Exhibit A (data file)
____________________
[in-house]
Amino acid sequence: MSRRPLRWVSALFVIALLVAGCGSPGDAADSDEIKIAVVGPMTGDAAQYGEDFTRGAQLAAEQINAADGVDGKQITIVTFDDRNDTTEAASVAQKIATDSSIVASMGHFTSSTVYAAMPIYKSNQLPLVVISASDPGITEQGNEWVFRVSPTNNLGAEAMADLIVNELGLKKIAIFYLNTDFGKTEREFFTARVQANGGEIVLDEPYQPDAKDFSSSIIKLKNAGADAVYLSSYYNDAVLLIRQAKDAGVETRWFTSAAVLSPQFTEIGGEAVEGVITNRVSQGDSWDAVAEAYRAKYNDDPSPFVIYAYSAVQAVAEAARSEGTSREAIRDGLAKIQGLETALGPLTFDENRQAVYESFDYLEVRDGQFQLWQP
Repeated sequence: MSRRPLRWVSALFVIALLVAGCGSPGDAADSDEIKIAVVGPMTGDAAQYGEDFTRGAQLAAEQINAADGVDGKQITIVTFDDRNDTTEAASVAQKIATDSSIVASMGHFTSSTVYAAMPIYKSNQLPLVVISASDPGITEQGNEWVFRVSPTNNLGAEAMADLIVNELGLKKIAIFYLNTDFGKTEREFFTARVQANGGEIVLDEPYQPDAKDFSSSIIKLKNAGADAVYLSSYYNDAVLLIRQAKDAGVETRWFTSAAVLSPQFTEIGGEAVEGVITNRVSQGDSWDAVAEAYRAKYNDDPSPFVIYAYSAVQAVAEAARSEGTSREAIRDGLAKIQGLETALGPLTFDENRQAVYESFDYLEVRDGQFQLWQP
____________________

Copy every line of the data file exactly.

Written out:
[in-house]
Amino acid sequence: MSRRPLRWVSALFVIALLVAGCGSPGDAADSDEIKIAVVGPMTGDAAQYGEDFTRGAQLAAEQINAADGVDGKQITIVTFDDRNDTTEAASVAQKIATDSSIVASMGHFTSSTVYAAMPIYKSNQLPLVVISASDPGITEQGNEWVFRVSPTNNLGAEAMADLIVNELGLKKIAIFYLNTDFGKTEREFFTARVQANGGEIVLDEPYQPDAKDFSSSIIKLKNAGADAVYLSSYYNDAVLLIRQAKDAGVETRWFTSAAVLSPQFTEIGGEAVEGVITNRVSQGDSWDAVAEAYRAKYNDDPSPFVIYAYSAVQAVAEAARSEGTSREAIRDGLAKIQGLETALGPLTFDENRQAVYESFDYLEVRDGQFQLWQP
Repeated sequence: MSRRPLRWVSALFVIALLVAGCGSPGDAADSDEIKIAVVGPMTGDAAQYGEDFTRGAQLAAEQINAADGVDGKQITIVTFDDRNDTTEAASVAQKIATDSSIVASMGHFTSSTVYAAMPIYKSNQLPLVVISASDPGITEQGNEWVFRVSPTNNLGAEAMADLIVNELGLKKIAIFYLNTDFGKTEREFFTARVQANGGEIVLDEPYQPDAKDFSSSIIKLKNAGADAVYLSSYYNDAVLLIRQAKDAGVETRWFTSAAVLSPQFTEIGGEAVEGVITNRVSQGDSWDAVAEAYRAKYNDDPSPFVIYAYSAVQAVAEAARSEGTSREAIRDGLAKIQGLETALGPLTFDENRQAVYESFDYLEVRDGQFQLWQP